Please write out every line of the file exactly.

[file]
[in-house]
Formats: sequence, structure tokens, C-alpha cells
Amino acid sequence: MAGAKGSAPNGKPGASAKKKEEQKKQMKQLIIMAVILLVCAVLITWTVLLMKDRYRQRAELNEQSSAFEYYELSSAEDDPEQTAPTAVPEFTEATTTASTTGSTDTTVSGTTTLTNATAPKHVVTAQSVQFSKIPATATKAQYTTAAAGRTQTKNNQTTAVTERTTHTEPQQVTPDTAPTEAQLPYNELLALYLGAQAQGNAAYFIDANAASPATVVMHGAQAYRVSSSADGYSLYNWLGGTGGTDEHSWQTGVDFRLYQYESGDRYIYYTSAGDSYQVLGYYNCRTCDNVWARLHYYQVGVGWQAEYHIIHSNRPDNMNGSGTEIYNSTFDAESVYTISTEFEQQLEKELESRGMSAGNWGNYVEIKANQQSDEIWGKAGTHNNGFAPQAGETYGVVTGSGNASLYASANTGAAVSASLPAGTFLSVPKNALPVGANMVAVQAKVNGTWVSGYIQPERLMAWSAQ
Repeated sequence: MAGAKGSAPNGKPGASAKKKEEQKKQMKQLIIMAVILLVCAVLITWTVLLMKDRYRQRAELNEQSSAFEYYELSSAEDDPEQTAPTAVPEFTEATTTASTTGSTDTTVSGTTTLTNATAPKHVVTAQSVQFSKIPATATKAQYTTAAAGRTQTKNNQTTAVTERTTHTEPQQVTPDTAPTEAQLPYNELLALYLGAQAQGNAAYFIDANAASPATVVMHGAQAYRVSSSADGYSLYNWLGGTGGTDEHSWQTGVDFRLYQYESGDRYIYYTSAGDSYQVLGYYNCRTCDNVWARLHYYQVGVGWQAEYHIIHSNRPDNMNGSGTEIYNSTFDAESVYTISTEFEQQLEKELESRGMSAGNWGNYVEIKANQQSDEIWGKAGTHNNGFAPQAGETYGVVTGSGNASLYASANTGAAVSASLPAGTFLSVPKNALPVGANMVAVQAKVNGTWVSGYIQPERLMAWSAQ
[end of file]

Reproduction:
[in-house]
Formats: sequence, structure tokens, C-alpha cells
Amino acid sequence: MAGAKGSAPNGKPGASAKKKEEQKKQMKQLIIMAVILLVCAVLITWTVLLMKDRYRQRAELNEQSSAFEYYELSSAEDDPEQTAPTAVPEFTEATTTASTTGSTDTTVSGTTTLTNATAPKHVVTAQSVQFSKIPATATKAQYTTAAAGRTQTKNNQTTAVTERTTHTEPQQVTPDTAPTEAQLPYNELLALYLGAQAQGNAAYFIDANAASPATVVMHGAQAYRVSSSADGYSLYNWLGGTGGTDEHSWQTGVDFRLYQYESGDRYIYYTSAGDSYQVLGYYNCRTCDNVWARLHYYQVGVGWQAEYHIIHSNRPDNMNGSGTEIYNSTFDAESVYTISTEFEQQLEKELESRGMSAGNWGNYVEIKANQQSDEIWGKAGTHNNGFAPQAGETYGVVTGSGNASLYASANTGAAVSASLPAGTFLSVPKNALPVGANMVAVQAKVNGTWVSGYIQPERLMAWSAQ
Repeated sequence: MAGAKGSAPNGKPGASAKKKEEQKKQMKQLIIMAVILLVCAVLITWTVLLMKDRYRQRAELNEQSSAFEYYELSSAEDDPEQTAPTAVPEFTEATTTASTTGSTDTTVSGTTTLTNATAPKHVVTAQSVQFSKIPATATKAQYTTAAAGRTQTKNNQTTAVTERTTHTEPQQVTPDTAPTEAQLPYNELLALYLGAQAQGNAAYFIDANAASPATVVMHGAQAYRVSSSADGYSLYNWLGGTGGTDEHSWQTGVDFRLYQYESGDRYIYYTSAGDSYQVLGYYNCRTCDNVWARLHYYQVGVGWQAEYHIIHSNRPDNMNGSGTEIYNSTFDAESVYTISTEFEQQLEKELESRGMSAGNWGNYVEIKANQQSDEIWGKAGTHNNGFAPQAGETYGVVTGSGNASLYASANTGAAVSASLPAGTFLSVPKNALPVGANMVAVQAKVNGTWVSGYIQPERLMAWSAQ